The issue before this court is whether the sentence imposed is in conformity with the negotiated plea agreement. Runck argues that the District Court violated Rule 11 because, although it accepted his guilty pleas, it did not embody in the judgment and sentence on the second information the disposition provided for in the plea agreement.1 In particular he argues that the condition of restitution substantially altered the negotiated bargain and that the addition of the condition by the court without consulting either the defendant or the prosecutor exceeded the proper role of the judge.2 See United States v. Gallington, supra at 640.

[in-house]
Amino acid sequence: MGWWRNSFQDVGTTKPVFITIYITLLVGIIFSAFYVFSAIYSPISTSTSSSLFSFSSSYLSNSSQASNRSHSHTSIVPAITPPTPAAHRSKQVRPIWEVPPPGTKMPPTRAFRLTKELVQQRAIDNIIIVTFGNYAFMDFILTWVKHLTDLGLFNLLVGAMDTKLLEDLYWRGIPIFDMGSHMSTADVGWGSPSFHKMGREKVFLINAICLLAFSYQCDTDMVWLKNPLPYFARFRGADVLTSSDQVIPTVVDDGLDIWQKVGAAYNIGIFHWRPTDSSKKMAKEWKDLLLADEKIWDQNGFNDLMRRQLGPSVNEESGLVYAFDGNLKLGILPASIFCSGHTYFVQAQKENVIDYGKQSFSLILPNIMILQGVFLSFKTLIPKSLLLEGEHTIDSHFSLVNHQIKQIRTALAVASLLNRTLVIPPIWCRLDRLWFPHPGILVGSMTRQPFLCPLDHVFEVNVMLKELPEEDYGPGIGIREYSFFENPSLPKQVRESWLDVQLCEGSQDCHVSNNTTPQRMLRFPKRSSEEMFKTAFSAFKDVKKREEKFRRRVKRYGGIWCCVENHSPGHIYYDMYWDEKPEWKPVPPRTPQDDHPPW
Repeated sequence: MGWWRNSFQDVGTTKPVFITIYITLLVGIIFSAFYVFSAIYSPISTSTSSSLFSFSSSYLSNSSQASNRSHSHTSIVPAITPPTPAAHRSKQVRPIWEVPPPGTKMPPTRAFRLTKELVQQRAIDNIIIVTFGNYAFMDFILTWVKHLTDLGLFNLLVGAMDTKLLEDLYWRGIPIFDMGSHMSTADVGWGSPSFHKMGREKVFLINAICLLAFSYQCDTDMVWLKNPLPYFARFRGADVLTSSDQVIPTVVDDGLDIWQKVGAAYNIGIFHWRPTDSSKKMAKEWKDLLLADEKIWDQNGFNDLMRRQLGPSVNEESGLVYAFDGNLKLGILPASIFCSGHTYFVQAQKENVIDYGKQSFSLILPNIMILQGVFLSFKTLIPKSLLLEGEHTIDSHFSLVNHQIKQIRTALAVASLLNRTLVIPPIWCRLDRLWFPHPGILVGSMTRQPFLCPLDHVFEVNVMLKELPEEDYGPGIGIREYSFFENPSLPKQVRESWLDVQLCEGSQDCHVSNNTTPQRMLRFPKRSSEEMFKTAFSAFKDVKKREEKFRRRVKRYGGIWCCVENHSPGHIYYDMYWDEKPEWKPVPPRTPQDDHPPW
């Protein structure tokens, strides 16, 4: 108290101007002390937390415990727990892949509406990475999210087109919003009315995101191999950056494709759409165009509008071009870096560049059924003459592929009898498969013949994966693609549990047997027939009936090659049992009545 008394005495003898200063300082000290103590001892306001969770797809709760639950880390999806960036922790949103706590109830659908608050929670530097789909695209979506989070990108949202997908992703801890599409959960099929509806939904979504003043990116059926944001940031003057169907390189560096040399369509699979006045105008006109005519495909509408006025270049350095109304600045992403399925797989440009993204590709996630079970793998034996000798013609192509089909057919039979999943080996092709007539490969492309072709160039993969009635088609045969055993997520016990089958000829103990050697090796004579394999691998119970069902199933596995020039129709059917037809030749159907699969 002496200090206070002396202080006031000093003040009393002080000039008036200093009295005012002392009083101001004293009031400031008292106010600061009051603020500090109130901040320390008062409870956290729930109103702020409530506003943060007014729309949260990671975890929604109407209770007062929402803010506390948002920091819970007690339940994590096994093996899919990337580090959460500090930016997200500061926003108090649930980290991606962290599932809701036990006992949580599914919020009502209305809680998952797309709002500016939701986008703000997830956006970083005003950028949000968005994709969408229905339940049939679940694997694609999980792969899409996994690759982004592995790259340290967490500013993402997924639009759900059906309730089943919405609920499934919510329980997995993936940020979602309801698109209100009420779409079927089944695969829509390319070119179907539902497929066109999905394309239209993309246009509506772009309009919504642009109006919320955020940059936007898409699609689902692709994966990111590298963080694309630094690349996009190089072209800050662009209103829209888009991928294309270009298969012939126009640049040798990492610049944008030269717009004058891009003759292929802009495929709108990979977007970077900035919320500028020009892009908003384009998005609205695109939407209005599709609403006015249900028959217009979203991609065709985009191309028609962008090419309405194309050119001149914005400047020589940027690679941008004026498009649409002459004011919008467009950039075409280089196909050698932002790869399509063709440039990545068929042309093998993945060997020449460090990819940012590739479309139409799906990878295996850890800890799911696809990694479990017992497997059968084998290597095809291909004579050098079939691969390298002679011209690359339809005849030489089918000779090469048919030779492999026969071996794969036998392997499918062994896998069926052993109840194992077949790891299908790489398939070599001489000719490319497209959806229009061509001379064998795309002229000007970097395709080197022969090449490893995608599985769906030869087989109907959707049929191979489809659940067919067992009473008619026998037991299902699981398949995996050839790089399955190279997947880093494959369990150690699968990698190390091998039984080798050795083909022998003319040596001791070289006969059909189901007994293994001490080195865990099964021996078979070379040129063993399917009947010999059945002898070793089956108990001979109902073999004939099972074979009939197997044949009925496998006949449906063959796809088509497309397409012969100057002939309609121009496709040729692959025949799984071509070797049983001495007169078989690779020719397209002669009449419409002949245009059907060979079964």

We applaud the district judge for ordering restitution and definitely feel that restitution is in order in this criminal action. But a plea bargain severely limits the discretion of a sentencing judge. The amount of restitution required in this case is substantial and should have been articulated in the plea bargain or in a proposed amended plea bargain that the accused could accept or reject. While it is true that restitution is merely a condition of probation, the comparative magnitude of the amount of restitution here created a material change in the plea bargain. Although it would be unmanageable and impractical to require every possible condition of probation to be included in a plea bargain, the condition of payment of a sizeable sum of money should have been discussed. While the condition of restitution of a small amount might be acceptable because it would not necessarily materially alter the expectations of the parties to the bargain, restitution of a large amount should have been part of the plea bargain or the possibility of its inclusion as a condition of probation made known and agreed to by the bargainers.